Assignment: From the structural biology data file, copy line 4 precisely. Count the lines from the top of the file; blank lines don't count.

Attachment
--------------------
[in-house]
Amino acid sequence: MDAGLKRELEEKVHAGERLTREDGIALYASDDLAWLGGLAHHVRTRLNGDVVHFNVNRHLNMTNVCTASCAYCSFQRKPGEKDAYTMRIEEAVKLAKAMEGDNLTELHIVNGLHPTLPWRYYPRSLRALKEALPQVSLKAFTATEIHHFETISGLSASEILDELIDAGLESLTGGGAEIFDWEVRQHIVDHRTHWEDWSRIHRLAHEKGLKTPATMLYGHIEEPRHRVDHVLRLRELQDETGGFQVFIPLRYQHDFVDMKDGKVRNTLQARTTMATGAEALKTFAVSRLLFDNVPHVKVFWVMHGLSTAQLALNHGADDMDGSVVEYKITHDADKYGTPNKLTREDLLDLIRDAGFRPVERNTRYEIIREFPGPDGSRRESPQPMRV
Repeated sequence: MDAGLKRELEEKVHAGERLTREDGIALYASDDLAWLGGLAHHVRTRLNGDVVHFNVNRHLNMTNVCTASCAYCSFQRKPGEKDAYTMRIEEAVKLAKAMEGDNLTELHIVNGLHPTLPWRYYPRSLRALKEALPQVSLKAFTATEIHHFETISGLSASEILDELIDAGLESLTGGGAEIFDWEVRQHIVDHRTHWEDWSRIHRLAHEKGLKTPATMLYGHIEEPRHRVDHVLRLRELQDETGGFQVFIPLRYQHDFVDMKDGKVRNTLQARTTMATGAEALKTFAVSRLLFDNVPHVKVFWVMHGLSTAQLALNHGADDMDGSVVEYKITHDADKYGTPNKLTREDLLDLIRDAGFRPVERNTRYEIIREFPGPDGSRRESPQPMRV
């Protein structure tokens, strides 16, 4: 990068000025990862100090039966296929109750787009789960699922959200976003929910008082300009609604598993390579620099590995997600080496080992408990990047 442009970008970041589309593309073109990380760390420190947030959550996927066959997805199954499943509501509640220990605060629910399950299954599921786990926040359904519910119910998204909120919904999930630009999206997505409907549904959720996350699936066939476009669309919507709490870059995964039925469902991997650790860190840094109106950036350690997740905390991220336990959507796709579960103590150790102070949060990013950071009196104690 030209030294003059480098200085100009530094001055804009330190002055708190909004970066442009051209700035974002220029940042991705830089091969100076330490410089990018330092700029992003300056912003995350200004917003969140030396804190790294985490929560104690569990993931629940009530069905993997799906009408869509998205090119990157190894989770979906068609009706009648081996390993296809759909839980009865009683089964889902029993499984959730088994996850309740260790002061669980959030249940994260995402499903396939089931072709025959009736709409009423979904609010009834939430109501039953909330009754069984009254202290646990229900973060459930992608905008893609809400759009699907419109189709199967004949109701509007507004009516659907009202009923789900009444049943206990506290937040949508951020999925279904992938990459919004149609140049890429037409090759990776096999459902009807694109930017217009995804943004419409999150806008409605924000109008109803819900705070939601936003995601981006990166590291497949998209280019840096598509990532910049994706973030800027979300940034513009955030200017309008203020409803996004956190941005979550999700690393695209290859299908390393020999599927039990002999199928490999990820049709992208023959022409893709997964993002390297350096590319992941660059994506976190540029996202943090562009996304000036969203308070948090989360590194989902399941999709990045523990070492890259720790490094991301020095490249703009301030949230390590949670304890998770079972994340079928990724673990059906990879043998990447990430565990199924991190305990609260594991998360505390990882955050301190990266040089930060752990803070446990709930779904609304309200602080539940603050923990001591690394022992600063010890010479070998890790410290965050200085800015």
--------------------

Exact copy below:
């Protein structure tokens, strides 16, 4: 990068000025990862100090039966296929109750787009789960699922959200976003929910008082300009609604598993390579620099590995997600080496080992408990990047 442009970008970041589309593309073109990380760390420190947030959550996927066959997805199954499943509501509640220990605060629910399950299954599921786990926040359904519910119910998204909120919904999930630009999206997505409907549904959720996350699936066939476009669309919507709490870059995964039925469902991997650790860190840094109106950036350690997740905390991220336990959507796709579960103590150790102070949060990013950071009196104690 030209030294003059480098200085100009530094001055804009330190002055708190909004970066442009051209700035974002220029940042991705830089091969100076330490410089990018330092700029992003300056912003995350200004917003969140030396804190790294985490929560104690569990993931629940009530069905993997799906009408869509998205090119990157190894989770979906068609009706009648081996390993296809759909839980009865009683089964889902029993499984959730088994996850309740260790002061669980959030249940994260995402499903396939089931072709025959009736709409009423979904609010009834939430109501039953909330009754069984009254202290646990229900973060459930992608905008893609809400759009699907419109189709199967004949109701509007507004009516659907009202009923789900009444049943206990506290937040949508951020999925279904992938990459919004149609140049890429037409090759990776096999459902009807694109930017217009995804943004419409999150806008409605924000109008109803819900705070939601936003995601981006990166590291497949998209280019840096598509990532910049994706973030800027979300940034513009955030200017309008203020409803996004956190941005979550999700690393695209290859299908390393020999599927039990002999199928490999990820049709992208023959022409893709997964993002390297350096590319992941660059994506976190540029996202943090562009996304000036969203308070948090989360590194989902399941999709990045523990070492890259720790490094991301020095490249703009301030949230390590949670304890998770079972994340079928990724673990059906990879043998990447990430565990199924991190305990609260594991998360505390990882955050301190990266040089930060752990803070446990709930779904609304309200602080539940603050923990001591690394022992600063010890010479070998890790410290965050200085800015």